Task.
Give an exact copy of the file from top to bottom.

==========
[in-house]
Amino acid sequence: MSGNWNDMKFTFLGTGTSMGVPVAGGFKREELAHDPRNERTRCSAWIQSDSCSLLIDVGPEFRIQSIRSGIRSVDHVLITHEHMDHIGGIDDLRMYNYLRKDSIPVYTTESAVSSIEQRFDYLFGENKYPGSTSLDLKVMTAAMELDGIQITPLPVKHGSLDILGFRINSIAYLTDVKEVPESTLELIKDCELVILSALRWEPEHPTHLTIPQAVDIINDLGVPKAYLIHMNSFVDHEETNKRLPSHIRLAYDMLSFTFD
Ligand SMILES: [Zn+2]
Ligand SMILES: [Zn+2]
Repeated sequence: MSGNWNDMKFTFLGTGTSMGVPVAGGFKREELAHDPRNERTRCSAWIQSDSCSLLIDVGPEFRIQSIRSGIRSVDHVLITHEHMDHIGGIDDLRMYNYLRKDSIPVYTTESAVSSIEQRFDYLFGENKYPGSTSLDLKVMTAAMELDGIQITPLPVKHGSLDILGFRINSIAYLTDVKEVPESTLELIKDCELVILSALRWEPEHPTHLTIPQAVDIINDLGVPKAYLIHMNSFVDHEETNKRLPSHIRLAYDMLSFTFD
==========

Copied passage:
[in-house]
Amino acid sequence: MSGNWNDMKFTFLGTGTSMGVPVAGGFKREELAHDPRNERTRCSAWIQSDSCSLLIDVGPEFRIQSIRSGIRSVDHVLITHEHMDHIGGIDDLRMYNYLRKDSIPVYTTESAVSSIEQRFDYLFGENKYPGSTSLDLKVMTAAMELDGIQITPLPVKHGSLDILGFRINSIAYLTDVKEVPESTLELIKDCELVILSALRWEPEHPTHLTIPQAVDIINDLGVPKAYLIHMNSFVDHEETNKRLPSHIRLAYDMLSFTFD
Ligand SMILES: [Zn+2]
Ligand SMILES: [Zn+2]
Repeated sequence: MSGNWNDMKFTFLGTGTSMGVPVAGGFKREELAHDPRNERTRCSAWIQSDSCSLLIDVGPEFRIQSIRSGIRSVDHVLITHEHMDHIGGIDDLRMYNYLRKDSIPVYTTESAVSSIEQRFDYLFGENKYPGSTSLDLKVMTAAMELDGIQITPLPVKHGSLDILGFRINSIAYLTDVKEVPESTLELIKDCELVILSALRWEPEHPTHLTIPQAVDIINDLGVPKAYLIHMNSFVDHEETNKRLPSHIRLAYDMLSFTFD